By Jessica Moore

NEW YORK (CBSNewYork) — They are our eyes inside the courtroom. When cameras aren’t allowed, professional sketch artists capture the moments that would otherwise go unseen.

“We get the best spot. Chair, I think that’s the angle, and we’re fighting about the angle” Andrea Shepard told CBS2’s Jessica Moore. “Take the most important person, that’s the one we have to put in. Number one, get him in. Make sure you have the judge, make sure you have the defense attorney and the AUSA. Anything else you got, that’s OK.”

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Shirley and Andrea Shepard are celebrating 30 years as partners in court. The mother-daughter team says they’ve loved every minute of the last three decades.

“We have the best legal education you can get,” said Shirley Shepard. “We know opening statements, we know closing statements, we know when to laugh and when not to.”

Asked how they got into this, she replied, “Luck, pure luck.”

In 1991, Shirley Shepard took her experience as a textile designer for Bloomingdales and Macy’s and decided to try her hand at something new.

“I figured I might as well draw the person sitting in front of me. And the person sitting in front had his finger on his mouth like that. And I said, ‘Who are you?’ He said he’s Gotti,” she remembered.

The rest, as they say, is history — a history the two now document and analyze.

“We have been in the fashion business. We know what people wear, why they wear it, what it means,” Shirley Shepard said. “If the jury is wearing black or dull clothes, he’s guilty.”

Moore met the Shepards during the R. Kelly trial and said she was struck by how invested they were in the trial.

“Is that common?” Moore asked.

“No,” Shirley Shepard replied.

As they sift through 30 years of sketches, it’s clear the Shepards remember almost every detail of every trial they’ve covered.

“That’s Rosie [O’Donnell],” said Shirley Shepard.

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“Ah, that was major,” Andrea Shepard added.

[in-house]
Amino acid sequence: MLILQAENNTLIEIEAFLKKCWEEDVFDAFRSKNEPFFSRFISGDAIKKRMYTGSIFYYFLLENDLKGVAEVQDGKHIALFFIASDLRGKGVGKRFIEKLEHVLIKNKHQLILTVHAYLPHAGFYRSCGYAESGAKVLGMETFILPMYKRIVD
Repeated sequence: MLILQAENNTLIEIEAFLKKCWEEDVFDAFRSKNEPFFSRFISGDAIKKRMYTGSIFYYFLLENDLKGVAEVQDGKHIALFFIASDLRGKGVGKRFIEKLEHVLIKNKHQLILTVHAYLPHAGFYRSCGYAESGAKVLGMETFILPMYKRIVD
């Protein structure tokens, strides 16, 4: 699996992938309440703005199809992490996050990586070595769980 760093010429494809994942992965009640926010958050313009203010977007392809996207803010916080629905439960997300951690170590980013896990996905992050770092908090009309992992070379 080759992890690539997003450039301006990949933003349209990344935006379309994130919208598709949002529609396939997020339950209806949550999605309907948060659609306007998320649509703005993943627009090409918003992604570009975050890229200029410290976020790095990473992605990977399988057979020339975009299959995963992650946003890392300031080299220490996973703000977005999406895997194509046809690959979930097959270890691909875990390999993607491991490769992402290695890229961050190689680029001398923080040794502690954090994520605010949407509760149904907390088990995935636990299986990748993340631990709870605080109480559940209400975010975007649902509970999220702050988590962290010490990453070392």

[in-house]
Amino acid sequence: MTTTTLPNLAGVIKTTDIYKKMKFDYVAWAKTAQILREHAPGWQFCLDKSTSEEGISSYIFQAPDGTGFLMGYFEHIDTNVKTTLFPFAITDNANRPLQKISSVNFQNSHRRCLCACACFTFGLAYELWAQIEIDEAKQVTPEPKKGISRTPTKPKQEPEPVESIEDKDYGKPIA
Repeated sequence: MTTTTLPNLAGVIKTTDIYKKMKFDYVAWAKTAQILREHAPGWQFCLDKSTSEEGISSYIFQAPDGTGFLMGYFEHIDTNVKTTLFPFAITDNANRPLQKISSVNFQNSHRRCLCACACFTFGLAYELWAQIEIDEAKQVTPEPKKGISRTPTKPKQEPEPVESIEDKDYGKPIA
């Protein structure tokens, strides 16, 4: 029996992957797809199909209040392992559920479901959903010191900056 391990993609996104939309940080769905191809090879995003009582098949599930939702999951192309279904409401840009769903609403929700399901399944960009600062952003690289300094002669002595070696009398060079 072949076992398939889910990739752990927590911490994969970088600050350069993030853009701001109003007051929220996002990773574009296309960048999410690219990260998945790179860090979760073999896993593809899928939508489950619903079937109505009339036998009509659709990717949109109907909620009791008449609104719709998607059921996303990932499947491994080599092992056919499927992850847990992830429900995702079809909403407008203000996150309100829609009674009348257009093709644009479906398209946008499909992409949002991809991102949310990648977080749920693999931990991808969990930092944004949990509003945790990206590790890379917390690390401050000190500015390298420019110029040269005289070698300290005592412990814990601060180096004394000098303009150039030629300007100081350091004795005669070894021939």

“This is Courtney Love. She didn’t like the way I did her hair,” Shirley Shepard said.

From Martha Stewart’s 2004 trial on charges of insider trading:

“This is Martha. Martha did not know how to dress. She came to court, not in a jacket, not in decent clothes, but with a sweater, like she was in Connecticut,” said Shirley Shepard. “Martha Stewart wanted me to make her pretty. I said, ‘Martha, 18 minutes, I can’t do it in 18 minutes.'”

Perhaps no defendant has left as much of an impression as Tom Brady.

“This is it, this is the one. I won’t talk about who’s a good artist and who isn’t a good artist,” Andrea Shepard said.

“The NFL said that he deflated the football, and because he deflated the football, he could throw it faster because he holds onto it better,” said Shirley Shepard. “Judge Berman said, ‘How come when you threw the ball and it was thoroughly filled up, you did better?'”

“No one taught us to be courtroom artists,” Andrea Shepard added. “We learned fast.”

“I taught her,” said Shirley Shepard.

“We learned together,” added Andrea Shepard.

Moore asked if they think they’ll be doing this for another 30 years.

“No,” Andrea Shepard replied.

“Of course,” Shirley Shepard said. “We do it because we’re hooked. We are literately hooked.”

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Despite hundreds of requests over the years, the Shepards never sell their original drawings. They are kept in a vault, as insurance they say, just in case cameras are ever allowed in federal court.

Jessica Moore